Of course, everyone knows that a drunken driving conviction can have a substantial impact on one’s wallet or pocketbook; that’s a given, right? Well, some people know that there can be thousands of dollars hanging in the balance before the final verdict is handed down in municipal court, but that’s not the subject of today’s discussion. Right now, we are talking about the perilous effects that a DWI or drug DUI charge can have on a person’s job, livelihood and even long-term career prospects.
You see, as Garden State DWI-DUI defense attorneys, my colleagues and I know that there are a large number of more obvious consequences following a drunk driving or drug DUI conviction. These can and many times do include community service, license suspension, very stiff fines, and jail time. But these immediate and rather palpable consequences aside, most individuals fail to consider the truly devastating effect that a drunken driving or drug DUI conviction can have on one’s life and future happiness. Many people are simply not aware that they can end up with severe and long-lasting problems involving their job and career — not just now, but in the weeks, months and years following a DWI-DUI conviction.
As drunken driving defense experts, we understand why many normally law-biding citizens end up suffering much more serious personal and professional complications after being convicted of a drug DUI or DWI offense. Many first encounter the collateral effects of a conviction when they find that their job may be at stake for what seemed like an innocent lapse in judgment. Keep in mind that actions often do have consequences and, these days, drinking and driving can often trigger serious repercussions at work.
First, the loss of driving privileges following a DUI or DWI conviction can result in time conflicts with one’s your work schedule. Take, for instance, the loss of one’s driver’s license. Once the state has made it impossible to legally operate a motor vehicle, many previously simple tasks in life become that much more difficult. Consider that which we all take so much for granted — namely the personal independence that owning and operating a private car provides — being taken away so that even driving to work in the morning becomes a logistical nightmare — soliciting friends and family for a lift, coordinating bus and train schedules just to get across town on time — it all becomes a greater challenge than before.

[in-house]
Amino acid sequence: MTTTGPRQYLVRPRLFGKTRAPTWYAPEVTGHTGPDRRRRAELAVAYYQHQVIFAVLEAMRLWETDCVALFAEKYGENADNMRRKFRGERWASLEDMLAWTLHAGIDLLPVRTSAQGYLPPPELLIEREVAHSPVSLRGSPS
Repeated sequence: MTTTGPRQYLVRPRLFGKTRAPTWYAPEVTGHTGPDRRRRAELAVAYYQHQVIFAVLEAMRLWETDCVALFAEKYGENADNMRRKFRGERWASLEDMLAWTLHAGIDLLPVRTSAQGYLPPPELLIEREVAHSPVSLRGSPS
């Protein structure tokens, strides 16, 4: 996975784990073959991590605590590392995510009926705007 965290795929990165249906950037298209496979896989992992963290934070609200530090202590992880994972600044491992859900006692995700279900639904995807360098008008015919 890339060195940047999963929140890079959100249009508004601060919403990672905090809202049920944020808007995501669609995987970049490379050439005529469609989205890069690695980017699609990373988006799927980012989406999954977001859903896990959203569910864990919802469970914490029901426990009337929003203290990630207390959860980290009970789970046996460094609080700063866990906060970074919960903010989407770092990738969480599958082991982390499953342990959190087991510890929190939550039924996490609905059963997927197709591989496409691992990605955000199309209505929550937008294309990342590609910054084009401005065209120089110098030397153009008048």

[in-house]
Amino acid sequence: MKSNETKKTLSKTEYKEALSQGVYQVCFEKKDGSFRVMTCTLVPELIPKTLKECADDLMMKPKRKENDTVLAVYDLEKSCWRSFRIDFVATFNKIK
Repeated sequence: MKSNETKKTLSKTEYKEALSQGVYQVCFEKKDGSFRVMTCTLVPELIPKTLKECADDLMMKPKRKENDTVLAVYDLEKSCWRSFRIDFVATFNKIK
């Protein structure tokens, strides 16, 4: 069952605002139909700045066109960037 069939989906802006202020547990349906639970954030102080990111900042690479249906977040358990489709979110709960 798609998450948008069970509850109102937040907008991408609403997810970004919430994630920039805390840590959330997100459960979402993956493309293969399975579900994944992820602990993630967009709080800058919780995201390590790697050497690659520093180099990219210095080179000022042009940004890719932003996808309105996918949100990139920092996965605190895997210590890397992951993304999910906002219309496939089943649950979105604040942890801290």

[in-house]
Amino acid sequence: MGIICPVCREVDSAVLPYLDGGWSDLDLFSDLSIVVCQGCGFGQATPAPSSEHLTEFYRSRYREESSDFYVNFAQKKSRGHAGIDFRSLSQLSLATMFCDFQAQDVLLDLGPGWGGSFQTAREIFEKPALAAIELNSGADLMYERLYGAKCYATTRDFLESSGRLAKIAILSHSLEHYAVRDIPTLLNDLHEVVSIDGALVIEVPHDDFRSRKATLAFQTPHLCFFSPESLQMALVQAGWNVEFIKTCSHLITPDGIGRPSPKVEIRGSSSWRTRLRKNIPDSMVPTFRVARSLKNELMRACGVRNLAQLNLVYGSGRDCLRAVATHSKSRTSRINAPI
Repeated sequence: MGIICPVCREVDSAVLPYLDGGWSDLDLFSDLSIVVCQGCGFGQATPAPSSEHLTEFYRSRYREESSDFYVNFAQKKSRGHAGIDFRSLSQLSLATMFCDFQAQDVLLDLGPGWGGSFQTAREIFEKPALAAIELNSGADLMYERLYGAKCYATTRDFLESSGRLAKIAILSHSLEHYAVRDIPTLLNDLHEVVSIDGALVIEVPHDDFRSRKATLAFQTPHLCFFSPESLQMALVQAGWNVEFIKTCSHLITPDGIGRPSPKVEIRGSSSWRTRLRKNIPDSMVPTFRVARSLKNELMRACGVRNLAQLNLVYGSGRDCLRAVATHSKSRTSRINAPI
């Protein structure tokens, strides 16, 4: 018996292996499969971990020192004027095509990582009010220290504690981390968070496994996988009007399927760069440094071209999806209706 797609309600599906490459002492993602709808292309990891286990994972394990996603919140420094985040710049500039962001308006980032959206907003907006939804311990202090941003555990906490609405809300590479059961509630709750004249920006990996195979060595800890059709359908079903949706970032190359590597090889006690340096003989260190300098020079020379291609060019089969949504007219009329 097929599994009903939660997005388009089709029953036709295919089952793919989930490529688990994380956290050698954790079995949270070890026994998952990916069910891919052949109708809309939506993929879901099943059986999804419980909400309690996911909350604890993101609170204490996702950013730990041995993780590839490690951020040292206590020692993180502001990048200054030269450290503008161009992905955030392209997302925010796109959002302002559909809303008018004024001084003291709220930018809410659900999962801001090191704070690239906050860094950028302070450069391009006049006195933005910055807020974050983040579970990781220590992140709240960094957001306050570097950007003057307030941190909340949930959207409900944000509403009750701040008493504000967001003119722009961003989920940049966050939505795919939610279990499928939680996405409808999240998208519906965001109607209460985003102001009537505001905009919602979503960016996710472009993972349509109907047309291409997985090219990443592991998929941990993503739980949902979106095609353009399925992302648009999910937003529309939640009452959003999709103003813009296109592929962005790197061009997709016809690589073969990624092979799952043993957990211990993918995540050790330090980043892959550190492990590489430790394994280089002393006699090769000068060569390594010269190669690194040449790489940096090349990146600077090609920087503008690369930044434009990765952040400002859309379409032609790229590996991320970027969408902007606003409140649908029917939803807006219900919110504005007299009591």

Needless to say, for those unlucky enough to be order to serve jail time, the effects can and will be devastating. But even a sentence of community service can affect one’s work schedule and make it hard to meet other appointments and family or business obligations.
Furthermore, there have been situations where an employer finds out that an employee was convicted of a DWI-DUI offense, after which that person is asked to leave the company or is transferred to a different department or branch office. In the case of those employees whose jobs depend on their ability to drive a motor vehicle, the chances of being let go or demoted could be quite real. Hardly fair, some may think, but these days some companies periodically check employees’ driving records.
A DWI-DUI conviction can truly cause a ripple effect throughout one’s life, which means that future job prospects or advancement opportunities may be impacted. Not only trucking companies are doing background checks on employees and potential new hires. With more people looking for jobs, the pool is usually so large that companies can pick and choose the best candidates, and those without black marks from drunk driving or drug DUI convictions will likely stand out as the better potential prospects.
If you or someone you care about has been convicted of DUI and are concerned about the future effects of that conviction — not to mention whether or not you should notify your employer of the outcome of your drunken driving case — it is wise idea to speak with a qualified attorney. He or she can review your legal rights and obligations. Of course, avoiding a conviction to start with would be the best alternative, which is why we often recommend that people think before indulging themselves too much. Call a cab or enlist a friend to get you home. Not driving after any drinking is the best way to avoid being arrested for DWI.